Study Associates Walnuts with Gut Health

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Pennsylvania—Walnuts may promote a healthy gut microbiome—and, according to researchers at Penn State, that good-for-you bacteria could be what makes walnuts so heart-healthy.

Researchers studied 42 overweight or obese patients between the ages of 30 and 65. Before the study began, participants were placed on an average American diet for two weeks. They were then randomly assigned to one of three study diets, all of which included less saturated fat than the average American diet: one that incorporated whole walnuts, one that included the same amount of alpha-linolenic acid and polyunsaturated fatty acids without the walnuts, and one that partially substituted oleic acid for the same amount of ALA found in walnuts, All participants followed each diet for six weeks with a break between diet periods.

Researchers collected fecal samples 72 hours before the participants finished the average American diet and 72 hours before participants finished each of the three study diet periods.

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After the walnut diet, there were significant associations between changes in gut bacteria and risk factors for heart disease. Roseburia, Eubacteria eligens, Lachnospiraceae, and Butyricicoccus bacteria all increased; all four are associated with health benefits, including blood pressure, protection of the gut lining, and lower cholesterol, benefits which the walnut group received. The other two diets showed none of the same benefits.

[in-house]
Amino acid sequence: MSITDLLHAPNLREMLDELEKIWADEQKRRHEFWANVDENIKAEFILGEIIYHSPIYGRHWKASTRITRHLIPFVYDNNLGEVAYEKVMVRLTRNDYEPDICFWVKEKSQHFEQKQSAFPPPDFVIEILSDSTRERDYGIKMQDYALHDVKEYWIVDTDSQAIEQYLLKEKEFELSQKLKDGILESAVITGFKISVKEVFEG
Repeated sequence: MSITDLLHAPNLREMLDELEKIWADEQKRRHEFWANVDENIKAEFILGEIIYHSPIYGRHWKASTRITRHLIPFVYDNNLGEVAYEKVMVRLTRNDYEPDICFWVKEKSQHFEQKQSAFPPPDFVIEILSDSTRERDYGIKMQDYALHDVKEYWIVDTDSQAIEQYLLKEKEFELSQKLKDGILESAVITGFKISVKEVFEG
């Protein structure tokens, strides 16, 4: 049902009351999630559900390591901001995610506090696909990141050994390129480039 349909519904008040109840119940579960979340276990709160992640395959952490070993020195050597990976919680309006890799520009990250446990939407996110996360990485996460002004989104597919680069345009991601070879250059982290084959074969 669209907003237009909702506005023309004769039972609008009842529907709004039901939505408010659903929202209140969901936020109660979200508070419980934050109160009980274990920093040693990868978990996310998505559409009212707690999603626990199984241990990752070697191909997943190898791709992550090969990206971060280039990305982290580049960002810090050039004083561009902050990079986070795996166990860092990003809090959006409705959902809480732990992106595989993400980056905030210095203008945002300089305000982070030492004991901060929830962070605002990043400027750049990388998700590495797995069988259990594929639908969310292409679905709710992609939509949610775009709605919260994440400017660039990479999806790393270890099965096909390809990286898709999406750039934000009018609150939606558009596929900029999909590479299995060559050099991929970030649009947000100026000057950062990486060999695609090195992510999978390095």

Penny Kris-Etherton, Professor of Nutrition at Penn State, said in a press release: “We wanted to see if changes in gut health with walnut consumption were related to improvements in risk factors for heart disease. The walnut diet enriched a number of gut bacteria that have been associated with health benefits in the past. The findings add to what we know about the health benefits of walnuts, this time moving toward their effects on gut health. The study gives us clues that nuts may change gut health, and now we’re interested in expanding that and looking into how it may affect blood sugar levels.”

Kristina Petersen, Assistant Research Professor at Penn State, added: “Replacing your usual snack—especially if it’s an unhealthy snack—with walnuts is a small change you can make to improve your diet. Substantial evidence shows that small improvements in diet greatly benefit health. Eating two to three ounces of walnuts a day as part of a healthy diet could be a good way to improve gut health and reduce the risk of heart disease.”

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